The recently released Excise and GST/HST News – No. 101 provided the Canada Revenue Agency’s interpretation Section 5 of Part II of Schedule V to the Excise Tax Act (ETA) as it pertains to on-call fees for medical practitioners. Section 5, in conjunction with sections 1.1 and 1.2 of that Part, functions to exempt a qualifying health care supply of a consultative, diagnostic, treatment or other health care service from the application of GST/HST when it is rendered by a medical practitioner* to an individual, and is not performed for cosmetic purposes.
On-call agreements generally outlines what set fee will be paid to the medical practitioner for remaining on call during a given period of time. The agreements also generally state that the medical practitioner will be paid additional amounts for intervening in patient care if and when called upon to do so during their on-call period.
In their release, the CRA considers this type of agreement to be a distinct supply of a right by the medical practitioner that allows the facility to meet an operational requirement. In their view, at the time the agreement is entered into, it is not known whether the medical practitioner will be called upon to render health care services to the facility’s patients. Moreover, the set fee that is paid for the right to call upon the medical practitioner is not contingent on him or her rendering health care services during their on-call period.
In the CRA’s view: by remaining available to render health care services should the need arise, the medical practitioner fulfils his or her obligation under the agreement. Even if the medical practitioner is called upon to intervene in patient care, he or she must remain available to be called upon again until the end of their on-call period. Therefore, the nature of the supply of the right to be called upon is not dependent upon, altered, or extinguished, by a future rendering of health care services by the medical practitioner to the facility’s patients. The supply of such a right does not qualify as an exempt health care service, or part of an exempt health care service, under section 5 of Part II of Schedule V, as the supply of a right is not exempt under that section.
As a result of this interpretation of the provisions in the ETA, the supply of on-call coverage to the facility, whether or not the medical practitioner is contacted, would be a taxable supply of intangible personal property, and as a result, subject to the GST/HST provided the medical practitioner is a registrant and is not on call in their capacity as an employee of the facility. Of note, if such fees, along with other taxable activities provided by the medical practitioner exceeds $30,000 in any given 12 month period, they will be required to register and collect the GST/HST.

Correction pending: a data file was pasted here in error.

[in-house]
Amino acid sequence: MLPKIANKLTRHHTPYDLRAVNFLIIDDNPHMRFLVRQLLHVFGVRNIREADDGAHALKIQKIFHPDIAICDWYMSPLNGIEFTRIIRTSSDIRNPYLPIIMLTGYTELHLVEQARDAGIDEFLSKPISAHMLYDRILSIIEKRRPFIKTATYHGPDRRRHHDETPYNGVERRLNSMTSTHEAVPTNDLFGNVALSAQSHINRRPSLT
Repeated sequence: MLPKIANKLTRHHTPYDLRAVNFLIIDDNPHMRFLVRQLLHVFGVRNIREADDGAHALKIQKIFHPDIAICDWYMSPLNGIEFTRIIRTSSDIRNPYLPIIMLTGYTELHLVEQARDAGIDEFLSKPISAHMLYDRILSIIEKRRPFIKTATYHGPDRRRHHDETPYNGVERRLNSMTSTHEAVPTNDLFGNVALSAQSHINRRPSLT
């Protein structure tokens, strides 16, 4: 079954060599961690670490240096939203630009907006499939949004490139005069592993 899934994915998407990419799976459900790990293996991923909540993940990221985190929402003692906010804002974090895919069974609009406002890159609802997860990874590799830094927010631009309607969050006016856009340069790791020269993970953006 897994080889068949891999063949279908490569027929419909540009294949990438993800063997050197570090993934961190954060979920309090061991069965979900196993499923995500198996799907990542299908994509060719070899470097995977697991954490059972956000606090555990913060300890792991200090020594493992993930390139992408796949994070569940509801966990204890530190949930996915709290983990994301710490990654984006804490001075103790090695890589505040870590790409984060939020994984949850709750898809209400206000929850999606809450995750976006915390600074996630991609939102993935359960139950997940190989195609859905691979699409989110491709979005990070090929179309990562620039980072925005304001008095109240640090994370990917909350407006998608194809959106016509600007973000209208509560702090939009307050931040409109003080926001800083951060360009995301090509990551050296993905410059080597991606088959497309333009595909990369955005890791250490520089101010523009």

Any additional amounts paid to compensate the medical practitioner for their intervention in patient care would likely be viewed as consideration for an exempt supply under section 5 of Part II of Schedule V of the ETA. It should be noted that if the consideration for the supply of the right to call upon the medical practitioner is payable or reimbursed by the government of a province, under a plan established under an act of the legislature of the province to provide for health care services for all insured persons of the province, the supply of the right may be an exempt supply of property under section 9 of Part II of Schedule V. Whether section 9 would apply in such cases is a question of fact.
This is another example of where persons operating in what seems to be an exempt activity can inadvertently fall into the GST/HST regime. If you are a medical practitioner who is getting paid for other types of services provided that do not involve direct patient care (such as research, articles, opinions, etc), it would be prudent to have a GST/HST review performed.
Article written by: Greg Sawatsky, MAcc, CPA, CA